I’ve been teaching exercise & Pilates for almost 25 years and throughout this time I’m seen multiple fitness trends come and go. Quick fixes & transformational promises have always been popular & have largely created the Wellness & fitness industry know & recognise.

Of course, Pilates itself would not have become the globally known term it is today had firstly it not worked as a Method and secondly had it not been picked up by various high-profile individuals & trainers bringing it to the public domain. Joseph Pilates knew very well the art of PR & just what a good picture was worth, he used it to his advantage long before Instagram made everyone an expert in everything.

Life is risky but do you really want an Injury?

When I embarked on a career as a Pilates teacher, I believed my role was to improve the health & wellbeing of my clients, believing I was duty bound to ensure what I taught was safe, effective and with the risk of injury kept minimal. And so, as I hear of increasingly more people becoming injured in Pilates classes, equipment & Mat I am left profoundly frustrated & increasingly worried for the public at large.

When I trained over 23 years ago the Pilates Method was frequently regarded by many as a ‘safe’ low impact form of exercise, something offered by doctors & physios to people who couldn’t or didn’t want to go to the gym. At least in the UK most people had no idea (and often still don’t) that the Method included a wide variety of apparatus and dedicated Pilates Studios were few and far between. Mat classes frequently attracted people with chronic back & neck pain, they’d been told Pilates would help often because GP’s & physios.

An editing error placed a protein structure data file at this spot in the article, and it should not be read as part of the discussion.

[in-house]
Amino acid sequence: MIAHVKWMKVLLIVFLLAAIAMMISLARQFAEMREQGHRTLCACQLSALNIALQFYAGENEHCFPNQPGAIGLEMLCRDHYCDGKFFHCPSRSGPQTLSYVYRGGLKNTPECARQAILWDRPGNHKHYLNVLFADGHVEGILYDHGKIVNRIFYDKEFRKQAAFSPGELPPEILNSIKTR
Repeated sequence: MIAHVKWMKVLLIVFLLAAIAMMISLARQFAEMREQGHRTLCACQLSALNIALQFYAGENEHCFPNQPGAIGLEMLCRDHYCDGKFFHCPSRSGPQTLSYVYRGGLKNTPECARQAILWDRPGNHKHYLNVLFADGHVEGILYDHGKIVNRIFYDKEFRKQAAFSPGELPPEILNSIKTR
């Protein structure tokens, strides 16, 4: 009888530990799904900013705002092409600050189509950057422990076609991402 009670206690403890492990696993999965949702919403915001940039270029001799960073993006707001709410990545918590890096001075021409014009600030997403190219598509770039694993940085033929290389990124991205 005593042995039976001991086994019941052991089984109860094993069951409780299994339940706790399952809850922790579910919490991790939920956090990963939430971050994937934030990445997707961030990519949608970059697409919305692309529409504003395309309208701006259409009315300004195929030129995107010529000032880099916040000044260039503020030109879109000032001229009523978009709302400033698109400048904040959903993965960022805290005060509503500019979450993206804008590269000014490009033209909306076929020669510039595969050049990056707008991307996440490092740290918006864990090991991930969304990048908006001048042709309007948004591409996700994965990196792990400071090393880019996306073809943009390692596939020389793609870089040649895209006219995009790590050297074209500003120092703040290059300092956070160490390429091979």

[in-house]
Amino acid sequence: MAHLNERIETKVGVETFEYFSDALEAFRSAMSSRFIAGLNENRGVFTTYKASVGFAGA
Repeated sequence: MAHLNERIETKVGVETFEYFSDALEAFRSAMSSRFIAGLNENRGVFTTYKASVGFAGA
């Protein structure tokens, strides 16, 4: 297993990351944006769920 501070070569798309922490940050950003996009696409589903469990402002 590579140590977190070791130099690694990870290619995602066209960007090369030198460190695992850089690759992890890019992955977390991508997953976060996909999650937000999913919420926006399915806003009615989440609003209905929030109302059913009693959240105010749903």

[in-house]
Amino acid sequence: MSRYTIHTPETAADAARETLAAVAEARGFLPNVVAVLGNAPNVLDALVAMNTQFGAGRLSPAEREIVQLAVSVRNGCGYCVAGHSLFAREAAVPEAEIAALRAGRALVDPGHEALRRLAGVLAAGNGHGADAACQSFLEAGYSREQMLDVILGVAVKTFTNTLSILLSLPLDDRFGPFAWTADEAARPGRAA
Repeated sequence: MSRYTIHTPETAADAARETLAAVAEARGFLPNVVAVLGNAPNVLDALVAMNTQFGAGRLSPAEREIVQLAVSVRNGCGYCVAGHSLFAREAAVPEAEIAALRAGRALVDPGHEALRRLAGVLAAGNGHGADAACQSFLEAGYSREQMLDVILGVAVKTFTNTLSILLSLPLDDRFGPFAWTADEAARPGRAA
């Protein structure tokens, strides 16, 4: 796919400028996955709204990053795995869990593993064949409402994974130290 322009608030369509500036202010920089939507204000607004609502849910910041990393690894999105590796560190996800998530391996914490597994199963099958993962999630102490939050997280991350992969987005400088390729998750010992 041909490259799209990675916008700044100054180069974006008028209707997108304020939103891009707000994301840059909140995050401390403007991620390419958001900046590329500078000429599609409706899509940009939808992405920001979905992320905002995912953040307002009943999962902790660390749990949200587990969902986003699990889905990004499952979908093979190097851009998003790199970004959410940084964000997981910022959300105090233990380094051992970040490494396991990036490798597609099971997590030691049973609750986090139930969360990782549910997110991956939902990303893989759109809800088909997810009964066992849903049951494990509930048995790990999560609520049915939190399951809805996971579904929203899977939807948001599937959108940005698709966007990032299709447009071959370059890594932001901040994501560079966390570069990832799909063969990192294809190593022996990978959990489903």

Pilates is so boring & too gentle.

These were the descriptions I heard most often by people who didn’t do it and in truth it often was, frequently Pilates Mat classes  had been so stripped of the original exercises or taught so fast it was an exercise in survival. All would be well the Industry promised when we found the illusive ‘core’. Spoiler alert the middle of you is very much fluid & full of organs that slide & glide & truly, how much flexibility does your spine really have when its trussed up in a ‘corset’ even one of your own imaginary making.

Once the fitness industry started to include classes on their schedules we saw the world of Pilates change, fitness instructors including myself were suddenly teaching away from church halls (I still teach in a church hall fyi). The Pilates fitness brand birthed classes claiming to combine the very best of Pilates & Yoga & hybrids were popular, well, why stick to tried and tested success when you have a charismatic teacher & rebrand that can get rid of the boring bits like the 100’s & Savasana.

All Reformers are not the same.